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A study of the spatial form of Kalutara town, Sri Lanka; as a unique historic process

Show simple item record Abenayake, CC Munasinghe, J 2013-10-21T02:23:39Z 2013-10-21T02:23:39Z
dc.description.abstract Contemporary urban planning practice often conceptualize of urban areas as static entities which could be planned towards certain end states, and devoid of social, economic, and political context, within which the spatial form is produced and reproduced. There have been many scholarly attempts to fill in this gap. The main argument put forward in this study is that the spatial form of an urban area is not a static neutral entity, as mostly seen in planning, but a dynamic process that keeps evolving with many forces emerging from both local and global context. In addition to deliberate planning efforts, the spatial form could be changed and organized by number of external and internal agents associated with it. In view of that, this study reformulated the already known story of the evolution of Kalutara town as a historic process, intending to explain spatial form as an evolving phenomenon.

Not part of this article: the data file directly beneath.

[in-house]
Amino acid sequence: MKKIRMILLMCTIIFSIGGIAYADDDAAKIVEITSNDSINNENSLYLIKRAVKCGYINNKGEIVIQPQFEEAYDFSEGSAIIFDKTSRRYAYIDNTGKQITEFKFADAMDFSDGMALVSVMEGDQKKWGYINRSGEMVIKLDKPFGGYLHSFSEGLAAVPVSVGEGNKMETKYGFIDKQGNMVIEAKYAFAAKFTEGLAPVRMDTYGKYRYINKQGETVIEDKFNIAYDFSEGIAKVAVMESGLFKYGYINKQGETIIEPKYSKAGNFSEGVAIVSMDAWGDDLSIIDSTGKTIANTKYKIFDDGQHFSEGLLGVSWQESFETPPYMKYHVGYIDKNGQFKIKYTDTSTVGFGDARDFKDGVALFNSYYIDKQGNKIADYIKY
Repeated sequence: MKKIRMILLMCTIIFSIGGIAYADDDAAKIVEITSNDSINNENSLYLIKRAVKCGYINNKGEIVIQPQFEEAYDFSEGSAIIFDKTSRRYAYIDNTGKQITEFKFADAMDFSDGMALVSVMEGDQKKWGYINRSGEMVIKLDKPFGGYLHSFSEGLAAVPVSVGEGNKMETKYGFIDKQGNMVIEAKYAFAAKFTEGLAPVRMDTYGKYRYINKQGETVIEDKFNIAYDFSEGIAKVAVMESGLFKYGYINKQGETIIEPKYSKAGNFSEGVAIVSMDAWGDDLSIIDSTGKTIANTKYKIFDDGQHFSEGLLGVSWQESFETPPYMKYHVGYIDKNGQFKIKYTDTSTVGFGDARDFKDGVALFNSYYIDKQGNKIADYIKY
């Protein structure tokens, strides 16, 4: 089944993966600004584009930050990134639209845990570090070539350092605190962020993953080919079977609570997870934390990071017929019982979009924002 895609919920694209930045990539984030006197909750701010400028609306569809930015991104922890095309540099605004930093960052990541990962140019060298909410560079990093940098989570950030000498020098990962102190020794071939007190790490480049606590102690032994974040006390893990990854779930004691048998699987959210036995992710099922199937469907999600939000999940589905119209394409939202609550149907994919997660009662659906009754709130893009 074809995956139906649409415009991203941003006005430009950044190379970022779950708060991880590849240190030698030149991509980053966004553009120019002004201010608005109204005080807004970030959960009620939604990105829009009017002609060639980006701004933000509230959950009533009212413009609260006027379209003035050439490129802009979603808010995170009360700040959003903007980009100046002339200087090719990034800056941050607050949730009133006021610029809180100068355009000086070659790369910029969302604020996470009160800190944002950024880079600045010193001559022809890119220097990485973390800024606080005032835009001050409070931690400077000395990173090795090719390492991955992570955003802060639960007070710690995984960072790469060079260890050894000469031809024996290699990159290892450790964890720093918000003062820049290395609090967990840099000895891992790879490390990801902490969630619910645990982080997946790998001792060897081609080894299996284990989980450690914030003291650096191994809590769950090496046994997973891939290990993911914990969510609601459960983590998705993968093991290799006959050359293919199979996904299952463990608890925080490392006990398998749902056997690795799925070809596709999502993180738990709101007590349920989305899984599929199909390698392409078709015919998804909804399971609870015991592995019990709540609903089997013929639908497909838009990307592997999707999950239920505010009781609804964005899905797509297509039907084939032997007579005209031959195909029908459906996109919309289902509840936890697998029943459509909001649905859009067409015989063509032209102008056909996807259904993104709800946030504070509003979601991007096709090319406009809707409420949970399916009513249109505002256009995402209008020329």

dc.language en
dc.subject Social Process
dc.subject Planning practice
dc.subject Objective positioning
dc.subject Agents
dc.title A study of the spatial form of Kalutara town, Sri Lanka; as a unique historic process
dc.type Conference-Abstract
dc.identifier.year 2009
dc.identifier.conference Built Environment and Its Futures Faculty of Architecture, University of Moratuwa
dc.identifier.proceeding 2nd FARU Conference - 2009

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